Lay the pattern on a hard surface to determine how much fabric you will need. If the fabric is directional, you might need more fabric. Otherwise, you can flip the pattern so that it uses minimum fabric. Fold the fabric right sides together, lengthwise, and cut through BOTH layers. I used 45" wide fabric (our 100% cotton, quilt quality fabric from our online store). I needed 2.5 yards (this allowed for shrinkage).
NOTE: The straight, double-ended arrow represents straight of grain. The straight of grain contains no stretch. In our example, there is more stretch across the width of the fabric (no stretch along its length). The straight of grain runs the length of the fabric. This means that the arrow must be exactly parallel to the edge of the fabric. Draw your arrow on your pattern so that it is exactly perpendicular to the bottom leg edge. This is how you keep your pattern piece straight on the fabric. Measure the distance from the end of each arrown to the edge of the fabric to be sure yoru pattern piece is straight. Laid out correctly, your finished product will have some stretch across the seat (even non-stretch fabric has some give), and less stretch vertically. This is very important.
Pin the front pieces together at the front center seam, keeping them right sides together. Using a 1/4" seam allowance, stitch the front pieces toggether at the center seam. Repeat with the back pieces.
Lay out your pajama back and pajama front. Pin the front to the back, right sides together, along the outer seam. Using a 1/4" seam allowance, stitch the front to the back at the outer seams.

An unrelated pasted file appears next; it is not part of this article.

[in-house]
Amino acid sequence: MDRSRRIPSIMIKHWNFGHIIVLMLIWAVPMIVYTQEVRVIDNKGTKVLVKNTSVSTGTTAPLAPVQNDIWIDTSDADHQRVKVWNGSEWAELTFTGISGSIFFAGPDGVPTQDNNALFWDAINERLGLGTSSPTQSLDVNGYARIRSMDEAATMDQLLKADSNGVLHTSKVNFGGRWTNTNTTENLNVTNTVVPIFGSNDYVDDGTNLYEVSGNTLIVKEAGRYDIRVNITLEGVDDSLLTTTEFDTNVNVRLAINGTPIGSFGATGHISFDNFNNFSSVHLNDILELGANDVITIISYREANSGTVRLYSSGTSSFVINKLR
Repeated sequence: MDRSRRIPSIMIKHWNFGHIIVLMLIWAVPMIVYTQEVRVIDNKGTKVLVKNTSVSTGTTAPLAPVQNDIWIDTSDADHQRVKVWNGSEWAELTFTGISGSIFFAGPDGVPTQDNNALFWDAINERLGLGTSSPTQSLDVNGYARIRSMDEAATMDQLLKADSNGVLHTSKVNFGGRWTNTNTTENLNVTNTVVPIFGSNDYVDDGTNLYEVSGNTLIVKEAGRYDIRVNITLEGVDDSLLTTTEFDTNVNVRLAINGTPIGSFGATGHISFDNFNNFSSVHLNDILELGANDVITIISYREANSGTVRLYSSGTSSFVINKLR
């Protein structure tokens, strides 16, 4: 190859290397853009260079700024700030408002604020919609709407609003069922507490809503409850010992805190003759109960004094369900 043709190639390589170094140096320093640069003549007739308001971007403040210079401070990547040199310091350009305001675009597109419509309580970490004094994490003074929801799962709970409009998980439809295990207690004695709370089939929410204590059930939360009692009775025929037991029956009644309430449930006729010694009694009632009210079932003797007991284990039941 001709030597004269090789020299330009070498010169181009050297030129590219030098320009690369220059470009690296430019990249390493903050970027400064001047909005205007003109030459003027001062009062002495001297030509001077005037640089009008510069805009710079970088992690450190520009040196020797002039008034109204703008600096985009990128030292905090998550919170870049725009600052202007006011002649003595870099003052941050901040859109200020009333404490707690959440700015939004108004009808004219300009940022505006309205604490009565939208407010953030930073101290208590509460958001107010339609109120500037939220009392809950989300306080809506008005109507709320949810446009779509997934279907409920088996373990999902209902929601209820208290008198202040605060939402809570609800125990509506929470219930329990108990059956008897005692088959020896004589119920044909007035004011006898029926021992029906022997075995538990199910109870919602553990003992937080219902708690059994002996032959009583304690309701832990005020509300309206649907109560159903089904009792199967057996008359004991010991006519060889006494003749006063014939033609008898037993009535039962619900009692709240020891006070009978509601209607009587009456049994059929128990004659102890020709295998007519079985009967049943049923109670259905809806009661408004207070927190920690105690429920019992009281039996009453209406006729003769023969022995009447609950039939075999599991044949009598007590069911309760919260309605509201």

Pin the front to the back, right sides together, along the inseams. Using a 1/4" seam allowance, stitch the front to the back at the inseams. There are two methods for this. One is to start stitching at the center and stitch down one leg, then stitch down the other leg. The second method is to start at the bottom of one pant leg, stitch up to the center and then on down the other pant leg. Either one works, but if you are a beginner it might be better to use the first method.
Hem Legs & Add Elastic To Waist
Serge or zig-zag around the bottom of each pant leg. Turn under each pant leg 1/4" and press. Turn under 1/4" again and press. Machine stitch around close to folded edge of hem. If you prefer, you can hand stitch the hem rather than machine stitch.
Serge or zig-zag stitch around the raw edge of the waist. Turn under 1/4" and press. Turn under 1" and press. On the BACK of the pants, place two pins approximately 1.5" apart. Stitch around the pants, near the folded edge of the hem, leaving the area between the pins open. Remove pins. You have now created the casing for the waist elastic.
Cut 3/4" elastic 3" shorter than your waist measurement. If the elastic is very stiff, cut it closer to your waist measurement. Make a small mark on each end of the elastic, on the same side. This way, if the elastic turns while you are pulling it through the casing, you will know it. Run a safety pin through one end of the elastic. Use the safety pin to hold onto while you feed the elastic through the casing. Feeling under the fabric, push the safety pin with one hand and pull it with the other until the elastic is all the way around the casing. Be carefuly that the second end of the elastic is not pulled up into the casing.
Remove the safety pin and stitch the two ends of the elastic together by laying one over the top of the other as shown top right (check your marks first to be sure the elastic has not twisted). Stitch securely.
Pull the waist open, stretching the elastic. This will pull the loose, stitched end into the casing. Adjust gathers. Stitch the casing opening closed.